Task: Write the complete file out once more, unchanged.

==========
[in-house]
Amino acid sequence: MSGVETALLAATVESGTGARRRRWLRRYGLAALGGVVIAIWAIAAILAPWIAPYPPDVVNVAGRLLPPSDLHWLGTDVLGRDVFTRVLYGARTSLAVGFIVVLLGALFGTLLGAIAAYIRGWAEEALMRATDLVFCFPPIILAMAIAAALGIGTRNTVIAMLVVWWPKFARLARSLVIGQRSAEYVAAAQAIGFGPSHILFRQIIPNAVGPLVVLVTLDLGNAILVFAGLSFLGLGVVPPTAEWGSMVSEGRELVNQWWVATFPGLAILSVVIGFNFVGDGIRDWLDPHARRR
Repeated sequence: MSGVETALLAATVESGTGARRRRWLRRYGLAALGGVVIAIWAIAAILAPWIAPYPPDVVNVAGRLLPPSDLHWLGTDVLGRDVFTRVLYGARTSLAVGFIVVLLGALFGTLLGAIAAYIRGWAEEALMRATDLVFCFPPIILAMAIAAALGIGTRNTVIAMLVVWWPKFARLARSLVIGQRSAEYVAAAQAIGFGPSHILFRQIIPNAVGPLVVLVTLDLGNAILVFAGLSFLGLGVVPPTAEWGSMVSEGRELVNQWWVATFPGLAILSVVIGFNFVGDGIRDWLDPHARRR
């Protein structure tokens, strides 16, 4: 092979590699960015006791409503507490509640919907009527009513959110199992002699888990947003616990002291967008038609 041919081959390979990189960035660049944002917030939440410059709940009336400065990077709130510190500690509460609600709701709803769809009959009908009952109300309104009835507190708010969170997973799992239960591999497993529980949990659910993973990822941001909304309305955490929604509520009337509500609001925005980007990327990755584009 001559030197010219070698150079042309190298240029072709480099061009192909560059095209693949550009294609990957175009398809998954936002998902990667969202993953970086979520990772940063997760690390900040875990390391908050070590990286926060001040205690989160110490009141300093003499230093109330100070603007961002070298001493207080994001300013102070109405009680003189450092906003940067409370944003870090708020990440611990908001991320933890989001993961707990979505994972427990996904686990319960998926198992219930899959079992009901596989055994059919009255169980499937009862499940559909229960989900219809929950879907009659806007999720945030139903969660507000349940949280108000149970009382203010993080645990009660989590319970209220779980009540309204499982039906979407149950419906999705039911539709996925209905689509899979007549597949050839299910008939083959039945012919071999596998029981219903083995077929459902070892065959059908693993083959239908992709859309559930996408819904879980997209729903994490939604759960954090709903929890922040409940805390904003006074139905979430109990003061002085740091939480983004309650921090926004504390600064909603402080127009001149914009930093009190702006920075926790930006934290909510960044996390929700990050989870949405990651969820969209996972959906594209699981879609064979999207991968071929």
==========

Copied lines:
[in-house]
Amino acid sequence: MSGVETALLAATVESGTGARRRRWLRRYGLAALGGVVIAIWAIAAILAPWIAPYPPDVVNVAGRLLPPSDLHWLGTDVLGRDVFTRVLYGARTSLAVGFIVVLLGALFGTLLGAIAAYIRGWAEEALMRATDLVFCFPPIILAMAIAAALGIGTRNTVIAMLVVWWPKFARLARSLVIGQRSAEYVAAAQAIGFGPSHILFRQIIPNAVGPLVVLVTLDLGNAILVFAGLSFLGLGVVPPTAEWGSMVSEGRELVNQWWVATFPGLAILSVVIGFNFVGDGIRDWLDPHARRR
Repeated sequence: MSGVETALLAATVESGTGARRRRWLRRYGLAALGGVVIAIWAIAAILAPWIAPYPPDVVNVAGRLLPPSDLHWLGTDVLGRDVFTRVLYGARTSLAVGFIVVLLGALFGTLLGAIAAYIRGWAEEALMRATDLVFCFPPIILAMAIAAALGIGTRNTVIAMLVVWWPKFARLARSLVIGQRSAEYVAAAQAIGFGPSHILFRQIIPNAVGPLVVLVTLDLGNAILVFAGLSFLGLGVVPPTAEWGSMVSEGRELVNQWWVATFPGLAILSVVIGFNFVGDGIRDWLDPHARRR
């Protein structure tokens, strides 16, 4: 092979590699960015006791409503507490509640919907009527009513959110199992002699888990947003616990002291967008038609 041919081959390979990189960035660049944002917030939440410059709940009336400065990077709130510190500690509460609600709701709803769809009959009908009952109300309104009835507190708010969170997973799992239960591999497993529980949990659910993973990822941001909304309305955490929604509520009337509500609001925005980007990327990755584009 001559030197010219070698150079042309190298240029072709480099061009192909560059095209693949550009294609990957175009398809998954936002998902990667969202993953970086979520990772940063997760690390900040875990390391908050070590990286926060001040205690989160110490009141300093003499230093109330100070603007961002070298001493207080994001300013102070109405009680003189450092906003940067409370944003870090708020990440611990908001991320933890989001993961707990979505994972427990996904686990319960998926198992219930899959079992009901596989055994059919009255169980499937009862499940559909229960989900219809929950879907009659806007999720945030139903969660507000349940949280108000149970009382203010993080645990009660989590319970209220779980009540309204499982039906979407149950419906999705039911539709996925209905689509899979007549597949050839299910008939083959039945012919071999596998029981219903083995077929459902070892065959059908693993083959239908992709859309559930996408819904879980997209729903994490939604759960954090709903929890922040409940805390904003006074139905979430109990003061002085740091939480983004309650921090926004504390600064909603402080127009001149914009930093009190702006920075926790930006934290909510960044996390929700990050989870949405990651969820969209996972959906594209699981879609064979999207991968071929």